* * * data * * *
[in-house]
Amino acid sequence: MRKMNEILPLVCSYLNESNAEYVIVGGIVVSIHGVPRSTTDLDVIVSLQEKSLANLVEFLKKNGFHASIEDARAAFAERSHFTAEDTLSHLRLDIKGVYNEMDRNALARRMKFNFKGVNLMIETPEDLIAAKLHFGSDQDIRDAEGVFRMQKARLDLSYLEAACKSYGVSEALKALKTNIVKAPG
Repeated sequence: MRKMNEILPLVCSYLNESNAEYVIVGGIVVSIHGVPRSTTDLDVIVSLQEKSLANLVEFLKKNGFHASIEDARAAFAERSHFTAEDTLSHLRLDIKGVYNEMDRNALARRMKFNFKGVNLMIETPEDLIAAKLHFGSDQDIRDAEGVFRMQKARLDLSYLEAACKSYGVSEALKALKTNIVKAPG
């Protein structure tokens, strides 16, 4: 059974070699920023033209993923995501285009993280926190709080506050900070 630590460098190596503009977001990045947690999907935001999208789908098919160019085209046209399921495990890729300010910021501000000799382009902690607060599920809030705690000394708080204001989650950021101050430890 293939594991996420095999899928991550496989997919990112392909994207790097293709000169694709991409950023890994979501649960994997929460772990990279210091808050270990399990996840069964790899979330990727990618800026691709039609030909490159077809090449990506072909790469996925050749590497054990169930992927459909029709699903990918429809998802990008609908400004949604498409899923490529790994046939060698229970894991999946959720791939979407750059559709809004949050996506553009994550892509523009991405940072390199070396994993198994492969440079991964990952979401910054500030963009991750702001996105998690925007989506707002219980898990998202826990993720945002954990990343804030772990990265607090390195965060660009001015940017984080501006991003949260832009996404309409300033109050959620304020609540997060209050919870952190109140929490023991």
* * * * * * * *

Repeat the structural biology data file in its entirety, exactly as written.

[in-house]
Amino acid sequence: MRKMNEILPLVCSYLNESNAEYVIVGGIVVSIHGVPRSTTDLDVIVSLQEKSLANLVEFLKKNGFHASIEDARAAFAERSHFTAEDTLSHLRLDIKGVYNEMDRNALARRMKFNFKGVNLMIETPEDLIAAKLHFGSDQDIRDAEGVFRMQKARLDLSYLEAACKSYGVSEALKALKTNIVKAPG
Repeated sequence: MRKMNEILPLVCSYLNESNAEYVIVGGIVVSIHGVPRSTTDLDVIVSLQEKSLANLVEFLKKNGFHASIEDARAAFAERSHFTAEDTLSHLRLDIKGVYNEMDRNALARRMKFNFKGVNLMIETPEDLIAAKLHFGSDQDIRDAEGVFRMQKARLDLSYLEAACKSYGVSEALKALKTNIVKAPG
């Protein structure tokens, strides 16, 4: 059974070699920023033209993923995501285009993280926190709080506050900070 630590460098190596503009977001990045947690999907935001999208789908098919160019085209046209399921495990890729300010910021501000000799382009902690607060599920809030705690000394708080204001989650950021101050430890 293939594991996420095999899928991550496989997919990112392909994207790097293709000169694709991409950023890994979501649960994997929460772990990279210091808050270990399990996840069964790899979330990727990618800026691709039609030909490159077809090449990506072909790469996925050749590497054990169930992927459909029709699903990918429809998802990008609908400004949604498409899923490529790994046939060698229970894991999946959720791939979407750059559709809004949050996506553009994550892509523009991405940072390199070396994993198994492969440079991964990952979401910054500030963009991750702001996105998690925007989506707002219980898990998202826990993720945002954990990343804030772990990265607090390195965060660009001015940017984080501006991003949260832009996404309409300033109050959620304020609540997060209050919870952190109140929490023991």